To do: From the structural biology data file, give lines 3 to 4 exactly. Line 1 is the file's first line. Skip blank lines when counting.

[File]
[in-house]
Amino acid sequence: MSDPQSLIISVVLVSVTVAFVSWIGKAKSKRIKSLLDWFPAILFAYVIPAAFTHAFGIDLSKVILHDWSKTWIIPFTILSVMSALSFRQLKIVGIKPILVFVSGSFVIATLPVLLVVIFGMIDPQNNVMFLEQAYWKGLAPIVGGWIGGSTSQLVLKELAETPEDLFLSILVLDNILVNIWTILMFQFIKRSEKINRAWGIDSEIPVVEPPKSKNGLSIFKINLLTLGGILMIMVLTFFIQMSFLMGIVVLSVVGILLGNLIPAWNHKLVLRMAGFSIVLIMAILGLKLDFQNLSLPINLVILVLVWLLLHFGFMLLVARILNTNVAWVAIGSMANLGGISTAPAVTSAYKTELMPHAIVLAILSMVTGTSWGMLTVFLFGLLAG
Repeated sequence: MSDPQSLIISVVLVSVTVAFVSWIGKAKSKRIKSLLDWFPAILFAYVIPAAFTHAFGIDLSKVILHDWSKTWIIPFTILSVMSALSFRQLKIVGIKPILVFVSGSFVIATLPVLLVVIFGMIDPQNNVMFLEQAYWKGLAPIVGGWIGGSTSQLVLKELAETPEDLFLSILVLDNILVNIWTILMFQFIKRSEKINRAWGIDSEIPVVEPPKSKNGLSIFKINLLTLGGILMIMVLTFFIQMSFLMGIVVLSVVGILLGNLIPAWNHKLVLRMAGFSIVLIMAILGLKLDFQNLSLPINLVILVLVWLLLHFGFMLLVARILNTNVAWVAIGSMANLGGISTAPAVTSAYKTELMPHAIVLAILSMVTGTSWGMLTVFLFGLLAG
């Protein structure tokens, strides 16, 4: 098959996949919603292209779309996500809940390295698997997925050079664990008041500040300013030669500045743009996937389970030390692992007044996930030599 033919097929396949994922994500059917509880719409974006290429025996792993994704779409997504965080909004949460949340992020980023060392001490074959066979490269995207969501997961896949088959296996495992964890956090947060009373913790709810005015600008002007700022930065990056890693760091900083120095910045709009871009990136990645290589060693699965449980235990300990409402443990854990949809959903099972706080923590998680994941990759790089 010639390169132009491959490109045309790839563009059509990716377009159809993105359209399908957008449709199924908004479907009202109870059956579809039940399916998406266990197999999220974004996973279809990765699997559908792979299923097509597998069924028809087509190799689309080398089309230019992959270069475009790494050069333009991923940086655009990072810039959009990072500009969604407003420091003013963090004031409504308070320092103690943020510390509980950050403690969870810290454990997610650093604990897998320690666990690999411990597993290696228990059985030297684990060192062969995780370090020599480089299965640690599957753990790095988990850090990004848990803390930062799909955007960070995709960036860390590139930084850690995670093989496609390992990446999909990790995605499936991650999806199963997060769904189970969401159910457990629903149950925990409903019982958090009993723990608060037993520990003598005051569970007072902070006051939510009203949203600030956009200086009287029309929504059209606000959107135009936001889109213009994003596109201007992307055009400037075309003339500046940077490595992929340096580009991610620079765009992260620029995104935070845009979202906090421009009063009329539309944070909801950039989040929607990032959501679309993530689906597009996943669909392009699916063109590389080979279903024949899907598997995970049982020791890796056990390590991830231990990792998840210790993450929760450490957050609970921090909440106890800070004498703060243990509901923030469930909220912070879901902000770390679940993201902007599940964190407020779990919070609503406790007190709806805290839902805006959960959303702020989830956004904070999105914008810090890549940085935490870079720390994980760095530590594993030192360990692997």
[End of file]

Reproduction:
Repeated sequence: MSDPQSLIISVVLVSVTVAFVSWIGKAKSKRIKSLLDWFPAILFAYVIPAAFTHAFGIDLSKVILHDWSKTWIIPFTILSVMSALSFRQLKIVGIKPILVFVSGSFVIATLPVLLVVIFGMIDPQNNVMFLEQAYWKGLAPIVGGWIGGSTSQLVLKELAETPEDLFLSILVLDNILVNIWTILMFQFIKRSEKINRAWGIDSEIPVVEPPKSKNGLSIFKINLLTLGGILMIMVLTFFIQMSFLMGIVVLSVVGILLGNLIPAWNHKLVLRMAGFSIVLIMAILGLKLDFQNLSLPINLVILVLVWLLLHFGFMLLVARILNTNVAWVAIGSMANLGGISTAPAVTSAYKTELMPHAIVLAILSMVTGTSWGMLTVFLFGLLAG
């Protein structure tokens, strides 16, 4: 098959996949919603292209779309996500809940390295698997997925050079664990008041500040300013030669500045743009996937389970030390692992007044996930030599 033919097929396949994922994500059917509880719409974006290429025996792993994704779409997504965080909004949460949340992020980023060392001490074959066979490269995207969501997961896949088959296996495992964890956090947060009373913790709810005015600008002007700022930065990056890693760091900083120095910045709009871009990136990645290589060693699965449980235990300990409402443990854990949809959903099972706080923590998680994941990759790089 010639390169132009491959490109045309790839563009059509990716377009159809993105359209399908957008449709199924908004479907009202109870059956579809039940399916998406266990197999999220974004996973279809990765699997559908792979299923097509597998069924028809087509190799689309080398089309230019992959270069475009790494050069333009991923940086655009990072810039959009990072500009969604407003420091003013963090004031409504308070320092103690943020510390509980950050403690969870810290454990997610650093604990897998320690666990690999411990597993290696228990059985030297684990060192062969995780370090020599480089299965640690599957753990790095988990850090990004848990803390930062799909955007960070995709960036860390590139930084850690995670093989496609390992990446999909990790995605499936991650999806199963997060769904189970969401159910457990629903149950925990409903019982958090009993723990608060037993520990003598005051569970007072902070006051939510009203949203600030956009200086009287029309929504059209606000959107135009936001889109213009994003596109201007992307055009400037075309003339500046940077490595992929340096580009991610620079765009992260620029995104935070845009979202906090421009009063009329539309944070909801950039989040929607990032959501679309993530689906597009996943669909392009699916063109590389080979279903024949899907598997995970049982020791890796056990390590991830231990990792998840210790993450929760450490957050609970921090909440106890800070004498703060243990509901923030469930909220912070879901902000770390679940993201902007599940964190407020779990919070609503406790007190709806805290839902805006959960959303702020989830956004904070999105914008810090890549940085935490870079720390994980760095530590594993030192360990692997």